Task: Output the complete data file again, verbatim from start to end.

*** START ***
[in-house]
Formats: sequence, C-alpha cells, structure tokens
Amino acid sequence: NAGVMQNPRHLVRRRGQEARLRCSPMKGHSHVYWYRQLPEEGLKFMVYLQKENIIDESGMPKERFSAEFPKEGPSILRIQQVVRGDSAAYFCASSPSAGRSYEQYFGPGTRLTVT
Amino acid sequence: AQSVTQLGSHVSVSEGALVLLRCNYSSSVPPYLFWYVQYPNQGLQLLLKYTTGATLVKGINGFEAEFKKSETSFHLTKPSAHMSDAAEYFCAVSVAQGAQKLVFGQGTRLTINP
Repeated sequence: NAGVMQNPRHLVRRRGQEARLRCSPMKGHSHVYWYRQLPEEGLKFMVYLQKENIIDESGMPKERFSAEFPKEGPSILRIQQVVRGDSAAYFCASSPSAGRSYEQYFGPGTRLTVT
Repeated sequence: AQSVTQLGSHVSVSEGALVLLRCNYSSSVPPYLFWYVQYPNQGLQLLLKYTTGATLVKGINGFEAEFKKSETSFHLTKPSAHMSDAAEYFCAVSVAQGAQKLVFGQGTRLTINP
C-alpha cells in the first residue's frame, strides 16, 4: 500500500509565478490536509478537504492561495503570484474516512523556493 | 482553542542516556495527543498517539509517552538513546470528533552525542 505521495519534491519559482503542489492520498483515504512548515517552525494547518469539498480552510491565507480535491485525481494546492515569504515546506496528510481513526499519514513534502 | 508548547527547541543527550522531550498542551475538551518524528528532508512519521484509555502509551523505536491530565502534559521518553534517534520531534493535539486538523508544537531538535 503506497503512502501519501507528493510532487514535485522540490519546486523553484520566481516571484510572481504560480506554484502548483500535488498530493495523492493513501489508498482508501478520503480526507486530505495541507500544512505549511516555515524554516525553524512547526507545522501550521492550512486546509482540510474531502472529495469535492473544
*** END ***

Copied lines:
[in-house]
Formats: sequence, C-alpha cells, structure tokens
Amino acid sequence: NAGVMQNPRHLVRRRGQEARLRCSPMKGHSHVYWYRQLPEEGLKFMVYLQKENIIDESGMPKERFSAEFPKEGPSILRIQQVVRGDSAAYFCASSPSAGRSYEQYFGPGTRLTVT
Amino acid sequence: AQSVTQLGSHVSVSEGALVLLRCNYSSSVPPYLFWYVQYPNQGLQLLLKYTTGATLVKGINGFEAEFKKSETSFHLTKPSAHMSDAAEYFCAVSVAQGAQKLVFGQGTRLTINP
Repeated sequence: NAGVMQNPRHLVRRRGQEARLRCSPMKGHSHVYWYRQLPEEGLKFMVYLQKENIIDESGMPKERFSAEFPKEGPSILRIQQVVRGDSAAYFCASSPSAGRSYEQYFGPGTRLTVT
Repeated sequence: AQSVTQLGSHVSVSEGALVLLRCNYSSSVPPYLFWYVQYPNQGLQLLLKYTTGATLVKGINGFEAEFKKSETSFHLTKPSAHMSDAAEYFCAVSVAQGAQKLVFGQGTRLTINP
C-alpha cells in the first residue's frame, strides 16, 4: 500500500509565478490536509478537504492561495503570484474516512523556493 | 482553542542516556495527543498517539509517552538513546470528533552525542 505521495519534491519559482503542489492520498483515504512548515517552525494547518469539498480552510491565507480535491485525481494546492515569504515546506496528510481513526499519514513534502 | 508548547527547541543527550522531550498542551475538551518524528528532508512519521484509555502509551523505536491530565502534559521518553534517534520531534493535539486538523508544537531538535 503506497503512502501519501507528493510532487514535485522540490519546486523553484520566481516571484510572481504560480506554484502548483500535488498530493495523492493513501489508498482508501478520503480526507486530505495541507500544512505549511516555515524554516525553524512547526507545522501550521492550512486546509482540510474531502472529495469535492473544